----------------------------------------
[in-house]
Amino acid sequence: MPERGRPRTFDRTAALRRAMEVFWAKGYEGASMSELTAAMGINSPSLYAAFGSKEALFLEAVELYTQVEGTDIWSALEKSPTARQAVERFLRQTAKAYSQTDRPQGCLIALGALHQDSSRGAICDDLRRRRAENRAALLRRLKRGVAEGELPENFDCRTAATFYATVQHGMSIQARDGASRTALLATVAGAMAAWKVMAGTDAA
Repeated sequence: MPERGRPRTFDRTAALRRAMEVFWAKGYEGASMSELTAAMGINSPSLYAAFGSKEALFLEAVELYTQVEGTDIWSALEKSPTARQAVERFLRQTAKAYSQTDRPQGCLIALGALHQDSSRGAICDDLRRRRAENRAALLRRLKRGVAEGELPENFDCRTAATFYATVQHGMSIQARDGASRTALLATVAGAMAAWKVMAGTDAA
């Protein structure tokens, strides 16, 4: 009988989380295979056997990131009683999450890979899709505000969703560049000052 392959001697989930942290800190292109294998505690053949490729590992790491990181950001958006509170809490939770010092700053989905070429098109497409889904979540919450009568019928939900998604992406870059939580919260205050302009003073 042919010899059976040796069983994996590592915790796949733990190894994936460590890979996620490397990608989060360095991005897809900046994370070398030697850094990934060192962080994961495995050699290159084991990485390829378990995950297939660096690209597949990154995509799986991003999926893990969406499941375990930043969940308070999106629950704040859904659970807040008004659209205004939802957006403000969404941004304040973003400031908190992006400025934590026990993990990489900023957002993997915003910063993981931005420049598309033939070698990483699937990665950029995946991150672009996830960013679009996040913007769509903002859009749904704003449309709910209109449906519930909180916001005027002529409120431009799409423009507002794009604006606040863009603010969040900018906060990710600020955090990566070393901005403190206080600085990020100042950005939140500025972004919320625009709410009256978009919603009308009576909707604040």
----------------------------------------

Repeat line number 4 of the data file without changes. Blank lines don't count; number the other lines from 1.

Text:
């Protein structure tokens, strides 16, 4: 009988989380295979056997990131009683999450890979899709505000969703560049000052 392959001697989930942290800190292109294998505690053949490729590992790491990181950001958006509170809490939770010092700053989905070429098109497409889904979540919450009568019928939900998604992406870059939580919260205050302009003073 042919010899059976040796069983994996590592915790796949733990190894994936460590890979996620490397990608989060360095991005897809900046994370070398030697850094990934060192962080994961495995050699290159084991990485390829378990995950297939660096690209597949990154995509799986991003999926893990969406499941375990930043969940308070999106629950704040859904659970807040008004659209205004939802957006403000969404941004304040973003400031908190992006400025934590026990993990990489900023957002993997915003910063993981931005420049598309033939070698990483699937990665950029995946991150672009996830960013679009996040913007769509903002859009749904704003449309709910209109449906519930909180916001005027002529409120431009799409423009507002794009604006606040863009603010969040900018906060990710600020955090990566070393901005403190206080600085990020100042950005939140500025972004919320625009709410009256978009919603009308009576909707604040």